Back in December 1970, law professor John A. Spanogle sat down and wrote a letter to Hampton Rabon, deputy assistant secretary of the Treasury Department, about a very large subsidy which the Treasury was providing hundreds of banks.
Spanogle, who was working with us at the time, wanted to know why the Treasury was leaving billions of dollars of its tax deposits and other funds, known as tax and loan accounts, in non-interest-bearing demand deposits.
He believed that the banks were reaping a massive windfall at the expense of taxpayers: whose payments should have been earning interest for the Treasury.
Rabon replied. two weeks later:
“I must take exception to your categorical statement that the earning value of balances in tax and loan accounts is much greater than the value of services performed by banks.
“These facts . . . clearly show, in my opinion, that the balances maintained in tax loan accounts with some 12,700 banks throughout the country are not surplus to our needs and, therefore, no part of the balances should be invested.
Spanogle was not satisfied. He pressed on and his cause was taken up in 1971 and 1972 by another law professor, Fairfax Leary, who was on leave with us. Congressman Wright Pat-man, chairman of the House Banking and Currency Committee, renewed his longstanding criticism of this bank subsidy with a staff report in May 1972 that denounced these non-interest bearing accounts.
These accounts are not small. The average tax and loan account balances by the Treasury in banks ranged from $6.9 billion in 1970 to $8.4 billion in 1973.
More than four-fifths of these sums could be invested in short term money market instruments. At present interest rates, the Treasury could be earning more than $600 million a year instead of being a sugar daddy for banks already reporting record profits.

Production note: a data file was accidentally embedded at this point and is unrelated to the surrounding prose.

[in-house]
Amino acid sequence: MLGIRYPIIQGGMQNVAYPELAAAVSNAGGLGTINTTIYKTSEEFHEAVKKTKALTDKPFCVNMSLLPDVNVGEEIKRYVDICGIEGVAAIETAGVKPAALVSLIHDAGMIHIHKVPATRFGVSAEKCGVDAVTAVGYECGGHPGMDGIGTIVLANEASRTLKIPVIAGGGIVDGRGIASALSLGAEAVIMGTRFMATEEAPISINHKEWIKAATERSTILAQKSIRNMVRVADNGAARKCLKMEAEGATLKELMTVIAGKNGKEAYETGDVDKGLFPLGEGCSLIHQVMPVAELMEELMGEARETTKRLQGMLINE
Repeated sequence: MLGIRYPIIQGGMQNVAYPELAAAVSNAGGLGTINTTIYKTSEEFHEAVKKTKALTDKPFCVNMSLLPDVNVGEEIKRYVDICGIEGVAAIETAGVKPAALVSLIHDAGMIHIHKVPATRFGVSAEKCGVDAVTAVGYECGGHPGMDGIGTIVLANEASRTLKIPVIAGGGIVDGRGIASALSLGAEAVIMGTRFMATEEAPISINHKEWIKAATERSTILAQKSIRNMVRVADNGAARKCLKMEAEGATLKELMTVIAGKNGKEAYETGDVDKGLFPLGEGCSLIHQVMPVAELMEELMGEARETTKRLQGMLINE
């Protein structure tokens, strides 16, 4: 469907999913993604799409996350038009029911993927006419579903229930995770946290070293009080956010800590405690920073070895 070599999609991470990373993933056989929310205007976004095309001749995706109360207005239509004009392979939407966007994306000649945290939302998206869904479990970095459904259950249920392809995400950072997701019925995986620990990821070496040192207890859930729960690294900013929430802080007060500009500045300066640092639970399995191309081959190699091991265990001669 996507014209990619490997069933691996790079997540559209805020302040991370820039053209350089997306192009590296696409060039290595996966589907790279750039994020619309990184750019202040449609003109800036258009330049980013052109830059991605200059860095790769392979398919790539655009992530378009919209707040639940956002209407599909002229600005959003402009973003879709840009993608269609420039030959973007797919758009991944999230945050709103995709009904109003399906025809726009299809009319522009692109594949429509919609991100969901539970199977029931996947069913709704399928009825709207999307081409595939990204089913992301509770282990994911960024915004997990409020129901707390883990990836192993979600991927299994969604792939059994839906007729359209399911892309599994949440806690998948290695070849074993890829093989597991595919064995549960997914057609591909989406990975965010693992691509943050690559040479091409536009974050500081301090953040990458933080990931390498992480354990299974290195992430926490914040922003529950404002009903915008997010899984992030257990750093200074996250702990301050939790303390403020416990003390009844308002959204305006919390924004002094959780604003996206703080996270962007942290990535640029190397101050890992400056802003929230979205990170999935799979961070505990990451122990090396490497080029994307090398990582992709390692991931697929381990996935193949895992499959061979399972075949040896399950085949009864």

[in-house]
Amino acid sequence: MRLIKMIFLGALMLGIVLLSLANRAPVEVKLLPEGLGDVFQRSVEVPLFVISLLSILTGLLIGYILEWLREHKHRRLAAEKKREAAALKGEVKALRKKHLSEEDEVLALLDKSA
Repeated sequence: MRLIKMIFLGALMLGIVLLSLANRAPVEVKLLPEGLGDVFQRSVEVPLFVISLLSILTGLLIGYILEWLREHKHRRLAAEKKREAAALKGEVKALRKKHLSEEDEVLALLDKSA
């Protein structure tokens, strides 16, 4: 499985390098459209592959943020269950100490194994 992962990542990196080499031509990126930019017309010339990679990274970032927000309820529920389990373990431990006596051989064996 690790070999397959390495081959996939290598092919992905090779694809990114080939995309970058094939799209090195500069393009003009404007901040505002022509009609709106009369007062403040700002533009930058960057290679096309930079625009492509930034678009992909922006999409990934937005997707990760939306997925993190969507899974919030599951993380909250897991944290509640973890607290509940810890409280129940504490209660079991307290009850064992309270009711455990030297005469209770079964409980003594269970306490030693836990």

Other voices spoke up against this tax and loan windfall. Sen. Thomas McIntyre, went to the Senate floor in June 1973 calling for Congressional hearings. Congressman John Seiberling, D-Ohio, introduced a bill to require the payments on interest on these balances.
In the meantime, there were stirrings at the Treasury Department. A study was ordered in 1972 and a draft questionnaire was developed for banks to answer about what services they believed they were providing the government.
My associate, attorney Tommy Jacks, submitted detailed suggestions on the inadequacy of this draft questionnaire, some of which were adopted.
Last month, the force of fact and reason prevailed and the Treasury Department changed its mind.
In a public report, the department concluded that the nation’s banks, based on the 1967-1972 average interest rate on 91-day Treasury bills (5.5 percent) reaped a $300 million benefit each year by investing idle tax and loan accounts. At current interest rates the windfall in 1974 will be over $600 million.
That amount of money would have funded in fiscal 1974 all the following federal agencies: the Small Business Administration, Civil Aeronautics Board, Consumer Product Safety Commission, Equal Employment Opportunity Commission, Federal Power Commission, Federal Trade Commission, Occupational Safety and Health Review Commission, Securities and Exchange Commission, and the Selective Service System.
There was one more hurdle to overcome, said the Treasury: “Congress should consider legislation authorizing the Treasury to invest in money market instruments for cash management purposes.” Pending such legislation, the Treasury says it is limited in what it can do to reduce this unjust bank enrichment.
So everyday that the Congress delays, the Treasury is losing almost two million dollars in interest.
Congress has been known to move very quickly in favor of a special interest, such as the present loan guarantee program for banks lending to the cattle industry. If the Treasury is sincere in its desire for congressional authority, its emissaries will move fast on Capitol Hill in cooperation with Rep. Pitman and Sen. McIntyre.
Our experience with this matter, however, indicates that citizens cannot take anything for granted when it comes to Congress and the Treasury actually doing something for the public interest, even when they agree about what should be done. So let them hear from you.